In the future, water is scarce, the land has dried up, and settlers living out west are struggling from day to day and hopeful that the rain hasn't completely abandoned their settlement. Ernest Holm (Michael Shannon) is one of the settlers, who owns land and refuses to leave it even though many have abandoned and left. He and his son Jerome (Kodi Smit-McPhee) trade supplies, while trying to get their land irrigated.
Ernest's daughter Mary (Elle Fanning) is tired of her family's life and her father's inability to provide for them. She strikes up a romantic relationship with Flem Lever (Nicholas Hoult), the son of a man whose land was taken by the state. Flem and Ernest aren't exactly what you'd call friends, and after buying a machine that helps transport supplies, Ernest has to watch his back more than ever, because Flem has his own agenda and it doesn't bode well for the Holm family.
Director Jake Paltrow (why, yes, he is related to Gwyneth Paltrow) takes a page from Quentin Tarantino and, much like last year's The Place Beyond the Pines, splits the film into three distinct chapters. Each chapter is focused on an individual character and this is largely what makes the film so intriguing. It segues into each part smoothly and links every segment to the next without losing any ground. The characters are just as humorless as their situations and this only raises the stakes for the finale.
Paltrow uses the setting of the film to its potential. The land, barren and dry, is very much what the tone feels like. But within that emptiness, Paltrow builds up a future that looks like it takes place in the old west, but doesn't. It feels like a western a lot of the time, with the stakes and the character conflicts that all come to a head in a final showdown. Western similarities aside, Paltrow does well in creating a tension-filled atmosphere and develops characters well enough to solidify his story and make it his own.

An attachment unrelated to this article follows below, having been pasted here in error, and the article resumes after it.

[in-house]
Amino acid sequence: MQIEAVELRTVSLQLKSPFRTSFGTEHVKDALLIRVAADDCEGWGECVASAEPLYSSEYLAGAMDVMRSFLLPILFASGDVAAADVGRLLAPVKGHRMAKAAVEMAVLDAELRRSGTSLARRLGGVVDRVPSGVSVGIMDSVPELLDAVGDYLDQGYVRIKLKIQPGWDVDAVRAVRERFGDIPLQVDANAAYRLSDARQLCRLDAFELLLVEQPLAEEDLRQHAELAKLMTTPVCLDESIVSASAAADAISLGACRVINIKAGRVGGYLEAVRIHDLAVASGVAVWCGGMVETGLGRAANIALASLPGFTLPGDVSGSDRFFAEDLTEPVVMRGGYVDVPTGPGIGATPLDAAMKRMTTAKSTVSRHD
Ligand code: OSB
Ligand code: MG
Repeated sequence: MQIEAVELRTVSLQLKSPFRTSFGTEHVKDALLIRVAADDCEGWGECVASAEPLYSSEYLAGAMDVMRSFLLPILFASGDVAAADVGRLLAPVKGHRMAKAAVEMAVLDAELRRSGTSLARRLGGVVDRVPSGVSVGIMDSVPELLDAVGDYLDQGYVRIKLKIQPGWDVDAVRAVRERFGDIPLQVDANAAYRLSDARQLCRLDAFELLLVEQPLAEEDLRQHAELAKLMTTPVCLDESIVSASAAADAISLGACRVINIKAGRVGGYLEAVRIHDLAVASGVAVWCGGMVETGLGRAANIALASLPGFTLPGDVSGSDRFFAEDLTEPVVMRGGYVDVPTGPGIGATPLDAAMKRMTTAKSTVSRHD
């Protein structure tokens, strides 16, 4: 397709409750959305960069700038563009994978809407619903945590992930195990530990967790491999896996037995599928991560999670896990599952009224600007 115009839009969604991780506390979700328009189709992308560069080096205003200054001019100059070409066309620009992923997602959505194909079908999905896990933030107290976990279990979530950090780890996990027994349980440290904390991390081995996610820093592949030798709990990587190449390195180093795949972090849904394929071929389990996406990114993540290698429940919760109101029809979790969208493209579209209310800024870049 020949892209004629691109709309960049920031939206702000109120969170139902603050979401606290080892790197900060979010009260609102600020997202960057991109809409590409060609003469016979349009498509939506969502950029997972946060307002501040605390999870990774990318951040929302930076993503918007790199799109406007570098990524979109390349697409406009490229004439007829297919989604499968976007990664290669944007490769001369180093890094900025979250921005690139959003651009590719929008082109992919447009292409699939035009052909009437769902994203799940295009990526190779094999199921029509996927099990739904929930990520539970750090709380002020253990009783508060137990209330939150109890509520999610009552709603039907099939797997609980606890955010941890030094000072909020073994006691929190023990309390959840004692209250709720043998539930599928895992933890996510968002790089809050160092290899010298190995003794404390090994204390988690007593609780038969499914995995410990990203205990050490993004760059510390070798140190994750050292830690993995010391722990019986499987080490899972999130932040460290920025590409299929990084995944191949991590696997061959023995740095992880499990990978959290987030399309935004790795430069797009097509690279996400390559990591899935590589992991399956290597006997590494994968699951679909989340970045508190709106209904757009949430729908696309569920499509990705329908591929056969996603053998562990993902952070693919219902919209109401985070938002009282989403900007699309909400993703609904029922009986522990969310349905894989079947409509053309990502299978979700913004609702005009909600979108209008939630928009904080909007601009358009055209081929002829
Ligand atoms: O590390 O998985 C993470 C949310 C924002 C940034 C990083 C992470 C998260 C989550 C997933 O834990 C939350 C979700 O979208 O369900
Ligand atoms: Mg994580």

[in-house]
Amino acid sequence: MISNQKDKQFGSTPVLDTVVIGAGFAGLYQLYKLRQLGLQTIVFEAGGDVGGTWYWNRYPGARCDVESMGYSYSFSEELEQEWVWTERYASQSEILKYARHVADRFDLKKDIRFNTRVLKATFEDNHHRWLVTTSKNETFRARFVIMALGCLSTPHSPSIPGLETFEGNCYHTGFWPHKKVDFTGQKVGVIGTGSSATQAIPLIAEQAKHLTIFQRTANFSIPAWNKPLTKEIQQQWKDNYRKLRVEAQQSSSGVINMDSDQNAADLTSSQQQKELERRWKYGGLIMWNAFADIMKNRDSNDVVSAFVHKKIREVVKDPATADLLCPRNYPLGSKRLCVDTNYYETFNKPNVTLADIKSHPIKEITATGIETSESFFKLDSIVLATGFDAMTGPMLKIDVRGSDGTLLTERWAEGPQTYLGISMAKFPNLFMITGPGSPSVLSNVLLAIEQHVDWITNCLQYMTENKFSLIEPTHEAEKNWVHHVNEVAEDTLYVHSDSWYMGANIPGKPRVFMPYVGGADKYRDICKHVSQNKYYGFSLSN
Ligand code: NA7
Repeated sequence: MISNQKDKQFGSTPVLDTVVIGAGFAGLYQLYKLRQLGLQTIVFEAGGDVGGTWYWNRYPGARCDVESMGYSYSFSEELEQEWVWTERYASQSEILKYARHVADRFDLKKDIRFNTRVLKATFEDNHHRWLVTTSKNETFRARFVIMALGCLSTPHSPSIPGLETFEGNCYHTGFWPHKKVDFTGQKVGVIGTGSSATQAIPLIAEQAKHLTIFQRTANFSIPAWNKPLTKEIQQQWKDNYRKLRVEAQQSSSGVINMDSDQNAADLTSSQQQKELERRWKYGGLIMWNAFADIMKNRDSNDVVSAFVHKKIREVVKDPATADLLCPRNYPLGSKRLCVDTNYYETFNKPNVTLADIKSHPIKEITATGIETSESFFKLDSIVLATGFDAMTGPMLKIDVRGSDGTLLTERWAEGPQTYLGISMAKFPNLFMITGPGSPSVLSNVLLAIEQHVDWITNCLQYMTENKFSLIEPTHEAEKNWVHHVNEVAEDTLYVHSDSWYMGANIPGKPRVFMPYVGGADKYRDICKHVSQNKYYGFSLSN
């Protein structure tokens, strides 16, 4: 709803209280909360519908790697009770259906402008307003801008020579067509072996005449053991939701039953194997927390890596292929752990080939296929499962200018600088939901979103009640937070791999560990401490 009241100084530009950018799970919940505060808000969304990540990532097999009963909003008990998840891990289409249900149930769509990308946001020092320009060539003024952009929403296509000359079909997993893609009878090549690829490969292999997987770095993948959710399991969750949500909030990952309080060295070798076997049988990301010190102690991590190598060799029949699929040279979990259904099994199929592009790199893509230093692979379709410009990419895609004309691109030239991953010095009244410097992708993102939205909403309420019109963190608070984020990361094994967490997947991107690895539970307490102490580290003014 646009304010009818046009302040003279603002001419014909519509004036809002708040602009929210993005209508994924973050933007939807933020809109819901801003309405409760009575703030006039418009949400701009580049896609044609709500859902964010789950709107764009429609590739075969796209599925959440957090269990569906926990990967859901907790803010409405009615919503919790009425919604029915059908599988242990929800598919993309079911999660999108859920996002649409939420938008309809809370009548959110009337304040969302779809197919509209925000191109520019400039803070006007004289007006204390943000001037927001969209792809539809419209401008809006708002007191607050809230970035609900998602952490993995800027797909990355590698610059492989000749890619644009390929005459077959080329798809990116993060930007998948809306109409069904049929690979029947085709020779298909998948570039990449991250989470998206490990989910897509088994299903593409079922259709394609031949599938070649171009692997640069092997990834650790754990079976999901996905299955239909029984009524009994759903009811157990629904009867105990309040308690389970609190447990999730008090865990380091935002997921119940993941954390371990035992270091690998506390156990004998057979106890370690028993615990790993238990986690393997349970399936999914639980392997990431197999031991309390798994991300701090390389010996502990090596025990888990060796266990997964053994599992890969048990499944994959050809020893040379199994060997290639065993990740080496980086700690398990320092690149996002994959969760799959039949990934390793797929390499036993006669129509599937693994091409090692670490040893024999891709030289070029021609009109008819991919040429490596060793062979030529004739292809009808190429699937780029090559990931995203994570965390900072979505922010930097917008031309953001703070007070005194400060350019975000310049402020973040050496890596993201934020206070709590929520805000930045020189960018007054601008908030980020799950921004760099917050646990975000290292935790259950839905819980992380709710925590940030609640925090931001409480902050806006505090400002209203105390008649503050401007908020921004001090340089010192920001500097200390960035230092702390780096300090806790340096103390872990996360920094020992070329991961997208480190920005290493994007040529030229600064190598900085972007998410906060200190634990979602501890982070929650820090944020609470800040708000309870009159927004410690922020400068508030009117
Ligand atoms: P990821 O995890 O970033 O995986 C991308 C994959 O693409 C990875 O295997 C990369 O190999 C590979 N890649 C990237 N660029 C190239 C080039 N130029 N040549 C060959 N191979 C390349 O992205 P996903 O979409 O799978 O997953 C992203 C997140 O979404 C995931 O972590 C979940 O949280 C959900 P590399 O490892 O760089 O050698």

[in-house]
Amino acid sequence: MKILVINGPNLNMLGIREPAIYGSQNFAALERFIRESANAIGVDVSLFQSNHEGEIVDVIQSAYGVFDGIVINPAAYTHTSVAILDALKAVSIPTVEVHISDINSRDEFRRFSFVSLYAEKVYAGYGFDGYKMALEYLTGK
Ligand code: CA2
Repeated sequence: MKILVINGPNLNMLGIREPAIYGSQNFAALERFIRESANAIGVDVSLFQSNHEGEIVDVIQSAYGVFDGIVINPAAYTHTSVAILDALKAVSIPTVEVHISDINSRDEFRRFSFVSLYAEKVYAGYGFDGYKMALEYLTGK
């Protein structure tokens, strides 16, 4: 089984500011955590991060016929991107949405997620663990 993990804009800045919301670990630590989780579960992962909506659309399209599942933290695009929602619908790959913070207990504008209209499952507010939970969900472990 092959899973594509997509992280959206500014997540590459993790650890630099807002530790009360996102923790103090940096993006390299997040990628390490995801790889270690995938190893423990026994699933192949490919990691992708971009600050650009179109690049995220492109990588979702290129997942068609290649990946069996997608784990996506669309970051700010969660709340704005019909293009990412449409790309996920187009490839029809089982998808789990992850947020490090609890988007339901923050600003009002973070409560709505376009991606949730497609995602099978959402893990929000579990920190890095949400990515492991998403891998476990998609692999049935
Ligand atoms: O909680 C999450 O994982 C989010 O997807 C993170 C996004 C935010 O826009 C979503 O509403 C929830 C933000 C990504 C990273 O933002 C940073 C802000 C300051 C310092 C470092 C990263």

The performances by the lead cast are fantastic. Michael Shannon starts us off in the first chapter, playing a man who's trying really hard to make good for his family, but is pulling at straws and is worn down by guilt. Nicholas Hoult, whom we're used to seeing as a nice guy for the most part, comes off as a nice guy on the surface, but with a very dangerous edge.
Kodi Smit-McPhee is a new revelation, and Elle Fanning does well in a role that's meatier than what she had to work with in Disney's Maleficent. There could have been a bit more backstory on Ernest's wife (Aimee Mullins), whose role is intriguing but not entirely fleshed out. However, with the way the movie is framed and who and what it focuses on, it can slip away without drawing too much notice.
Ultimately, Young Ones will take you by surprise, in a completely good way. The film is beautifully shot with plenty of tension-filled drama and a good narrative execution. It's also fantastically gritty and sometimes violent, and digs in in its exploration of these characters' decisions. Jake Paltrow tells a well-rounded story of hope, desperation, and the cunning and deceptiveness capable by humanity. Well directed and well acted.
Release Date: October 17, 2014 | Director and Screenwriter: Jake Paltrow | Cast: Michael Shannon, Nicholas Hoult, Kodi Smit-McPhee, Elle Fanning, Aimee Mullins, Robert Hobbs, Christy Pankhurst, Alex McGregor, Liah O'Prey | Genre: Drama | MPAA Rating: R for some violence and language